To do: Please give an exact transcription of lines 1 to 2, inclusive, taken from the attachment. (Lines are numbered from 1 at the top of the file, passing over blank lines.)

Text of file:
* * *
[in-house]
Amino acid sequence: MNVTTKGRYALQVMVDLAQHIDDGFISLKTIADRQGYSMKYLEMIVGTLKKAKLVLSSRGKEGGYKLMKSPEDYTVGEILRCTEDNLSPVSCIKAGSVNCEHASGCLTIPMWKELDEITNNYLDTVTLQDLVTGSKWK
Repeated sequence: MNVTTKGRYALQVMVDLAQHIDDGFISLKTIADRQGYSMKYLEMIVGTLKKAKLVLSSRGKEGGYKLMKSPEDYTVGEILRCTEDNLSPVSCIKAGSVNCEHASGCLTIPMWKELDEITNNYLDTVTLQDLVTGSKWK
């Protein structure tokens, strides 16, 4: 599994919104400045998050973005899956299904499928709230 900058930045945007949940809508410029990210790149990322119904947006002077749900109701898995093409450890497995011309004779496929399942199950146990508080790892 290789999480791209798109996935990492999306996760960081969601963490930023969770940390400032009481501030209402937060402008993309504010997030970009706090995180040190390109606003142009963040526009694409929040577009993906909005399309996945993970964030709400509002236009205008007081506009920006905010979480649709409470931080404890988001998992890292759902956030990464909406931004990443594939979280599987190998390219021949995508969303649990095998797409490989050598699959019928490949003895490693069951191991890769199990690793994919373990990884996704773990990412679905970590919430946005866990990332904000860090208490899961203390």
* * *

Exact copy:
[in-house]
Amino acid sequence: MNVTTKGRYALQVMVDLAQHIDDGFISLKTIADRQGYSMKYLEMIVGTLKKAKLVLSSRGKEGGYKLMKSPEDYTVGEILRCTEDNLSPVSCIKAGSVNCEHASGCLTIPMWKELDEITNNYLDTVTLQDLVTGSKWK